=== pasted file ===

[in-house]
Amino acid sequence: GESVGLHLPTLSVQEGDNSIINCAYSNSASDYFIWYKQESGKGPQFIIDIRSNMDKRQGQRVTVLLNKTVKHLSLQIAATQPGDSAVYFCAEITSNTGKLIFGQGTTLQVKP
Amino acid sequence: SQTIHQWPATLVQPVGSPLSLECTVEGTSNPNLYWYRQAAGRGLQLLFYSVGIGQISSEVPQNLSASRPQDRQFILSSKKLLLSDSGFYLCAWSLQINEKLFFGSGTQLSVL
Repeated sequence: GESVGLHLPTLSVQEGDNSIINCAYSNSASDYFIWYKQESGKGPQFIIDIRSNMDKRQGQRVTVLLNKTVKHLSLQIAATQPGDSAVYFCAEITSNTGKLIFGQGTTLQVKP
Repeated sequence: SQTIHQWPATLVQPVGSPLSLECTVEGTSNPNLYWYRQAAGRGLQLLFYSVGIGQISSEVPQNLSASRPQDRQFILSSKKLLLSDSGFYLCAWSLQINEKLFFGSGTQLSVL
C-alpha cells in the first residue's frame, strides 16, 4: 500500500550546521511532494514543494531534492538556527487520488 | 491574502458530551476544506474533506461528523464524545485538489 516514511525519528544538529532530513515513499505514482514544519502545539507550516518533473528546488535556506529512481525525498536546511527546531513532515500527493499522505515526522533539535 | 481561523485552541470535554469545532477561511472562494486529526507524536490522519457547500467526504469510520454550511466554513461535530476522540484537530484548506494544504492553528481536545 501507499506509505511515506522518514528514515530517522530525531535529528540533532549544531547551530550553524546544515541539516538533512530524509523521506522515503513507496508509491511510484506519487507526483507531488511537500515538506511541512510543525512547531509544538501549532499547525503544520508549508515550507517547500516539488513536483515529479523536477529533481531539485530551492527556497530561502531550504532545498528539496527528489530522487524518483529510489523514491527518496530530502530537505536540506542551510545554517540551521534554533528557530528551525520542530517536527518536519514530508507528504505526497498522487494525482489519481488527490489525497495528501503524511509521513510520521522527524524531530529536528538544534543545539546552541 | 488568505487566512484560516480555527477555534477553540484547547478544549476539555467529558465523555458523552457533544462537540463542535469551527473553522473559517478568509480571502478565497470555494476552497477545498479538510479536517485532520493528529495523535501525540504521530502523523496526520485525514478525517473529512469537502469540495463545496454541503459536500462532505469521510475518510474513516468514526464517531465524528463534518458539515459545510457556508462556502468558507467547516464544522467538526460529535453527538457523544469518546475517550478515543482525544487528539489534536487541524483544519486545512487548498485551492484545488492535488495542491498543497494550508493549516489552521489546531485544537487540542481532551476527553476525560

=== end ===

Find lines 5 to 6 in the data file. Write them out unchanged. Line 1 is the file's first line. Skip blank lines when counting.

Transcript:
Repeated sequence: SQTIHQWPATLVQPVGSPLSLECTVEGTSNPNLYWYRQAAGRGLQLLFYSVGIGQISSEVPQNLSASRPQDRQFILSSKKLLLSDSGFYLCAWSLQINEKLFFGSGTQLSVL
C-alpha cells in the first residue's frame, strides 16, 4: 500500500550546521511532494514543494531534492538556527487520488 | 491574502458530551476544506474533506461528523464524545485538489 516514511525519528544538529532530513515513499505514482514544519502545539507550516518533473528546488535556506529512481525525498536546511527546531513532515500527493499522505515526522533539535 | 481561523485552541470535554469545532477561511472562494486529526507524536490522519457547500467526504469510520454550511466554513461535530476522540484537530484548506494544504492553528481536545 501507499506509505511515506522518514528514515530517522530525531535529528540533532549544531547551530550553524546544515541539516538533512530524509523521506522515503513507496508509491511510484506519487507526483507531488511537500515538506511541512510543525512547531509544538501549532499547525503544520508549508515550507517547500516539488513536483515529479523536477529533481531539485530551492527556497530561502531550504532545498528539496527528489530522487524518483529510489523514491527518496530530502530537505536540506542551510545554517540551521534554533528557530528551525520542530517536527518536519514530508507528504505526497498522487494525482489519481488527490489525497495528501503524511509521513510520521522527524524531530529536528538544534543545539546552541 | 488568505487566512484560516480555527477555534477553540484547547478544549476539555467529558465523555458523552457533544462537540463542535469551527473553522473559517478568509480571502478565497470555494476552497477545498479538510479536517485532520493528529495523535501525540504521530502523523496526520485525514478525517473529512469537502469540495463545496454541503459536500462532505469521510475518510474513516468514526464517531465524528463534518458539515459545510457556508462556502468558507467547516464544522467538526460529535453527538457523544469518546475517550478515543482525544487528539489534536487541524483544519486545512487548498485551492484545488492535488495542491498543497494550508493549516489552521489546531485544537487540542481532551476527553476525560